The FBI Salt Lake City Field Office has issued an important warning about email schemes that request money or personal information.
The agency has heard from a number of Utahns who say they are receiving these types of emails. For example, the FBI office in Vernal averages three to four calls a week from area residents.
Many of the emails appear to be sent by government agencies, including the FBI. One claims an investigation found the recipient is a victim of fraud and requests their personal information. Other emails state the recipients are subjects of criminal investigations or that they have won lottery jackpots. People are asked to send money, usually about $300, either to collect their winnings or to get themselves out of legal troubles.
Although the FBI has issued similar warnings in the past, special agents want to remind residents the FBI does not send these types of unsolicited emails.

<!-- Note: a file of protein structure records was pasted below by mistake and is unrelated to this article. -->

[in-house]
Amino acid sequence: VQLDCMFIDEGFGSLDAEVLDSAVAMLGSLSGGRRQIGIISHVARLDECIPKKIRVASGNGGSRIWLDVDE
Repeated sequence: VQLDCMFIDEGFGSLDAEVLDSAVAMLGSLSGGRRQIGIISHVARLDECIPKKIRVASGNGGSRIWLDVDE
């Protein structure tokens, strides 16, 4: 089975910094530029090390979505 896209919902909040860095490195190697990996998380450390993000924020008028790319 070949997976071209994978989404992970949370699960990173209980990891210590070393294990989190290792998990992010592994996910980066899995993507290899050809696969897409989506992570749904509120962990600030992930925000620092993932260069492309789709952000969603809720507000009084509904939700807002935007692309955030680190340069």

"Hit delete," says acting special agent in charge Ken Porter. "Don't get fooled into sending money or giving away your personal information."
Supervisory special agent Petra Butler-Castleberry says people tend to send and receive more emails during the holidays and reminds everyone to be aware of scams.
"We may be more willing to let our guard down during this time of year because we are in the holiday spirit. Unfortunately, you should never let your guard down," says Butler-Castleberry, who supervises the agencies cyber division.
People who receive these emails should be aware that clicking on any links provided in them may download viruses or malware.
The FBI Salt Lake City Field Office urges consumers to utilize IC3.gov, http://www.ic3.gov/default.aspx, a Web site that posts information about internet scams and warnings.
Consumers can file internet crime complaints at IC3.gov. There is more information about cyber crimes at fbi.gov http://www.fbi.gov/cyberinvest/escams.htm.